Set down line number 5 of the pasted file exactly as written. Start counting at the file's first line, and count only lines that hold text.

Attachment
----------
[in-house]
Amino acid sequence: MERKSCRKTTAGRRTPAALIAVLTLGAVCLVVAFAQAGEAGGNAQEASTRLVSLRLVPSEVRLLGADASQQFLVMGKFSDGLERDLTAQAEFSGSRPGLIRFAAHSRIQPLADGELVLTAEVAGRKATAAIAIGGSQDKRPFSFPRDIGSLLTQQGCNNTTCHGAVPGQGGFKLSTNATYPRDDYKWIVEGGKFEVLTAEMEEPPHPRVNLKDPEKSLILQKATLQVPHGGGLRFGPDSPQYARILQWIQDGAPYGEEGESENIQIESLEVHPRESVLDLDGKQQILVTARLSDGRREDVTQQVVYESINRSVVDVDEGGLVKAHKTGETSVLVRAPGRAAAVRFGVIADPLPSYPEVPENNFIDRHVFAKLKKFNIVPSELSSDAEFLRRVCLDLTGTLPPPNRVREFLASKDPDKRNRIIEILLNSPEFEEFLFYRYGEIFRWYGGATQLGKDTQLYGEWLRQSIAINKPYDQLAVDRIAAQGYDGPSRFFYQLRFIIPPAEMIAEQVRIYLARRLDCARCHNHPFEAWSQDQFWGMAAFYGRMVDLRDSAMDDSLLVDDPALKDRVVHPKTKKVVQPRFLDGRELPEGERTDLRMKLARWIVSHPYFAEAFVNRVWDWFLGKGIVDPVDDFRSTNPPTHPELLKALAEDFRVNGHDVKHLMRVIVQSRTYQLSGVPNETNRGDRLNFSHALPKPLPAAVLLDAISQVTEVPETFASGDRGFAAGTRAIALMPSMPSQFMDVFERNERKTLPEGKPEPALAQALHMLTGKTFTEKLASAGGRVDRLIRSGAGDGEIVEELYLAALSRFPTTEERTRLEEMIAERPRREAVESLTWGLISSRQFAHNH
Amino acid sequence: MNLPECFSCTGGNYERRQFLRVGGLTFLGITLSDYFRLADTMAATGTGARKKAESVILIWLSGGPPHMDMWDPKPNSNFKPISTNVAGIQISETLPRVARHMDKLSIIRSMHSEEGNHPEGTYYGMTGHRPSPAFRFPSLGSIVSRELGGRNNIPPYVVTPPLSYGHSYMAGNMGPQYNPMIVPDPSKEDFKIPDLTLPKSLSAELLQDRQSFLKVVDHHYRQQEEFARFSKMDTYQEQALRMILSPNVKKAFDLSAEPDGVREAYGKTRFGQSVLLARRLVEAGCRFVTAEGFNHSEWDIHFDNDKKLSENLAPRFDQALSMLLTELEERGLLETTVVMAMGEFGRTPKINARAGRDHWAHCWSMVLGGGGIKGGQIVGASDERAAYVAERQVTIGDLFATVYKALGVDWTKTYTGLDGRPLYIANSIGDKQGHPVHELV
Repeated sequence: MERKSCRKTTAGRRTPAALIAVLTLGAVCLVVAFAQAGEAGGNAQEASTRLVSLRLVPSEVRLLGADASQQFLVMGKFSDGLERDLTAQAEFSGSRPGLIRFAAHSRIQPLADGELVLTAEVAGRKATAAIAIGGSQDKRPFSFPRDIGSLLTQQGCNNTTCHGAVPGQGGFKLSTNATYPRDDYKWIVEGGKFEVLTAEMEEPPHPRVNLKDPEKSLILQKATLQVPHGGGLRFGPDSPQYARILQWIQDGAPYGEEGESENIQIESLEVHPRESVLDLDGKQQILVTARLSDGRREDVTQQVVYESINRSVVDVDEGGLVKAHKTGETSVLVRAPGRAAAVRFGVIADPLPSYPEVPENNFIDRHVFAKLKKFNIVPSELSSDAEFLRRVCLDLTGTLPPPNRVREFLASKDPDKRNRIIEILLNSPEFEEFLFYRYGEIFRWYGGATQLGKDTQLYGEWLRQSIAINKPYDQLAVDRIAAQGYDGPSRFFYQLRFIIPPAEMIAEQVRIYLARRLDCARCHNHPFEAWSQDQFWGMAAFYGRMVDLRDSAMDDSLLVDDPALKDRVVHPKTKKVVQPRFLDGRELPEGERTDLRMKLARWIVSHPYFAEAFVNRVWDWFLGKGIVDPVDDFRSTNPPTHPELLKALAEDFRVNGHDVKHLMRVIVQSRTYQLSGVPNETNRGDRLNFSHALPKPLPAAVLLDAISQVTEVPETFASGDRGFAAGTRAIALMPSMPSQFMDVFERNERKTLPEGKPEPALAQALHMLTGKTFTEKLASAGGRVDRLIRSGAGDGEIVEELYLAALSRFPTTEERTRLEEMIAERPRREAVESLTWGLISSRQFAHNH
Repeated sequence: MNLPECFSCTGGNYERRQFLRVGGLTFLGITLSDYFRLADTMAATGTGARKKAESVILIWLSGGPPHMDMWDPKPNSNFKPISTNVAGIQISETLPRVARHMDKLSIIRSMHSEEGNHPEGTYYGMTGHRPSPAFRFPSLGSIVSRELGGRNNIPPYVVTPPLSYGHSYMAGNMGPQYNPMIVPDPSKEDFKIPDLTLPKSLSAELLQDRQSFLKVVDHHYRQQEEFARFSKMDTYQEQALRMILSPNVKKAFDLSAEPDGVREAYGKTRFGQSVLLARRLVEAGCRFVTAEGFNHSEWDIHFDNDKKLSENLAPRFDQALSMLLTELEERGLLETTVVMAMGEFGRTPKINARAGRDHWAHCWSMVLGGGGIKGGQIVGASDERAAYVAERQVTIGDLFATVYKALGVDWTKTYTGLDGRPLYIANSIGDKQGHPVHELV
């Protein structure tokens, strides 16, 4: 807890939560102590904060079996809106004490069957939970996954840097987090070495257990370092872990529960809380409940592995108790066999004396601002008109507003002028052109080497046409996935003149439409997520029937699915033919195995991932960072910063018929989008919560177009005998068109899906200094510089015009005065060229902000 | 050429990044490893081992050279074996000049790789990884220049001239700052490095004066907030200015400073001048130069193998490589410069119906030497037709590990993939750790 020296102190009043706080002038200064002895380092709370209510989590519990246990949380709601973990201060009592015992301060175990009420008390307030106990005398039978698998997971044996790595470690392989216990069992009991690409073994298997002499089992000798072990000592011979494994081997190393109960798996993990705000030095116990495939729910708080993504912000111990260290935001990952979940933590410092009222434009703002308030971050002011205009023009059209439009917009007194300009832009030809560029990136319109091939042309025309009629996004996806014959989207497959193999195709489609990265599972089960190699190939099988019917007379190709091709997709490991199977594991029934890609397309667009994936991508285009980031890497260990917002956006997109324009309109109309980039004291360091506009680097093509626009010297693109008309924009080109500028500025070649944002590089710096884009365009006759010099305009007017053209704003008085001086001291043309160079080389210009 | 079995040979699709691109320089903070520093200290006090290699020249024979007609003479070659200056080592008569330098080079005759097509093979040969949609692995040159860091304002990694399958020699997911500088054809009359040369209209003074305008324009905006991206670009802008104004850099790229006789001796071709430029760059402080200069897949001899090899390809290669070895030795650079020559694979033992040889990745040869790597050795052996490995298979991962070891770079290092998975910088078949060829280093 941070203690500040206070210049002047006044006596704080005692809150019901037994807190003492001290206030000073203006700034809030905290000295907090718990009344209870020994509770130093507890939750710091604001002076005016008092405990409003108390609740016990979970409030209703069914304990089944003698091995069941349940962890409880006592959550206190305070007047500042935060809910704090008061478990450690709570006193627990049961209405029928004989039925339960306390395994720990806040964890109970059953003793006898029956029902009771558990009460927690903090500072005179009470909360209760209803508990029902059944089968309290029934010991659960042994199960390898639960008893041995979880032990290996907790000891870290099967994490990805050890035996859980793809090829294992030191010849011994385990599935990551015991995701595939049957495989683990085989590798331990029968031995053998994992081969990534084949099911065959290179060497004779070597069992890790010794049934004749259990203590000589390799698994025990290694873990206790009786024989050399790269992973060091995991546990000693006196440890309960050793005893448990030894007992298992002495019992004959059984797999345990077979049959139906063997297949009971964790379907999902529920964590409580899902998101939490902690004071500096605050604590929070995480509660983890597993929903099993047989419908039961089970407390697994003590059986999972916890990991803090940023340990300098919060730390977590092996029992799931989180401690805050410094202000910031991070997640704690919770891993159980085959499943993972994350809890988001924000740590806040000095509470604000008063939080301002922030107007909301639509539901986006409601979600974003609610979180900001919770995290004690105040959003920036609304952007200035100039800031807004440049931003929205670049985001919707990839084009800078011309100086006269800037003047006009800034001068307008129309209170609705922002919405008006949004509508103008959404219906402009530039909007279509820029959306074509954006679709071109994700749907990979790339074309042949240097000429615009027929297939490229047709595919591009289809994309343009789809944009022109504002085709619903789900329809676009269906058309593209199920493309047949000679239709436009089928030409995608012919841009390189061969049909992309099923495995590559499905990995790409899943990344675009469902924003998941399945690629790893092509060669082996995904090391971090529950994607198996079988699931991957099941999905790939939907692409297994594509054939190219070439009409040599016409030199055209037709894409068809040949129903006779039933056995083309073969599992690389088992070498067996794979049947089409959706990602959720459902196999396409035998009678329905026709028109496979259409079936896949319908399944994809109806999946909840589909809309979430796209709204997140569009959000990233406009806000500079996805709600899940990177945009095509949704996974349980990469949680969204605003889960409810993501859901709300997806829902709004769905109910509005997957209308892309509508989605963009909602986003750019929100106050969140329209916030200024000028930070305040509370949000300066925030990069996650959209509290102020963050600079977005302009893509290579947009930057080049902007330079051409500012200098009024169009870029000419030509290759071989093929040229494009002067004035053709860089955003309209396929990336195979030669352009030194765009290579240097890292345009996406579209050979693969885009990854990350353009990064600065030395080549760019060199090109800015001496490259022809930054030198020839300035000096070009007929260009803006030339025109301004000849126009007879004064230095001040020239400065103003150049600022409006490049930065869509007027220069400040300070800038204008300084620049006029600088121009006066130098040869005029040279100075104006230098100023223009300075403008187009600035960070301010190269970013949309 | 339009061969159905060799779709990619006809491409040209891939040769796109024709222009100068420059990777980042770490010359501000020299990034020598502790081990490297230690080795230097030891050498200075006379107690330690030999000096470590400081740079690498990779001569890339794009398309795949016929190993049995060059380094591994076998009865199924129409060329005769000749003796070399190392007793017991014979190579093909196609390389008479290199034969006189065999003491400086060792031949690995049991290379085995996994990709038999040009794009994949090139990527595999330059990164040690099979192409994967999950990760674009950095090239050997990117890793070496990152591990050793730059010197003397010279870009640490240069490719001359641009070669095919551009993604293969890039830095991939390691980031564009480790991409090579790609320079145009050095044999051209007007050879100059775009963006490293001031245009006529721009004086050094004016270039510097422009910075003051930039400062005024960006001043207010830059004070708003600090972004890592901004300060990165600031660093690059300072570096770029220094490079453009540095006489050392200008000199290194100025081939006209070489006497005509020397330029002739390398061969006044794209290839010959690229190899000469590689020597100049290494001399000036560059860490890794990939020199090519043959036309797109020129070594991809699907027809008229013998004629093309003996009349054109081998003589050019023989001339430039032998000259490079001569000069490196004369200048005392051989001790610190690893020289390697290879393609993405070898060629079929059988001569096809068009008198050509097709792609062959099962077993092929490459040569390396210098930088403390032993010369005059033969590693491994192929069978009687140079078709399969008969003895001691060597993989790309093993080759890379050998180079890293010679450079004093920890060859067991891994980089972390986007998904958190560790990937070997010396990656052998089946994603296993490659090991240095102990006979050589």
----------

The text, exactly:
Repeated sequence: MNLPECFSCTGGNYERRQFLRVGGLTFLGITLSDYFRLADTMAATGTGARKKAESVILIWLSGGPPHMDMWDPKPNSNFKPISTNVAGIQISETLPRVARHMDKLSIIRSMHSEEGNHPEGTYYGMTGHRPSPAFRFPSLGSIVSRELGGRNNIPPYVVTPPLSYGHSYMAGNMGPQYNPMIVPDPSKEDFKIPDLTLPKSLSAELLQDRQSFLKVVDHHYRQQEEFARFSKMDTYQEQALRMILSPNVKKAFDLSAEPDGVREAYGKTRFGQSVLLARRLVEAGCRFVTAEGFNHSEWDIHFDNDKKLSENLAPRFDQALSMLLTELEERGLLETTVVMAMGEFGRTPKINARAGRDHWAHCWSMVLGGGGIKGGQIVGASDERAAYVAERQVTIGDLFATVYKALGVDWTKTYTGLDGRPLYIANSIGDKQGHPVHELV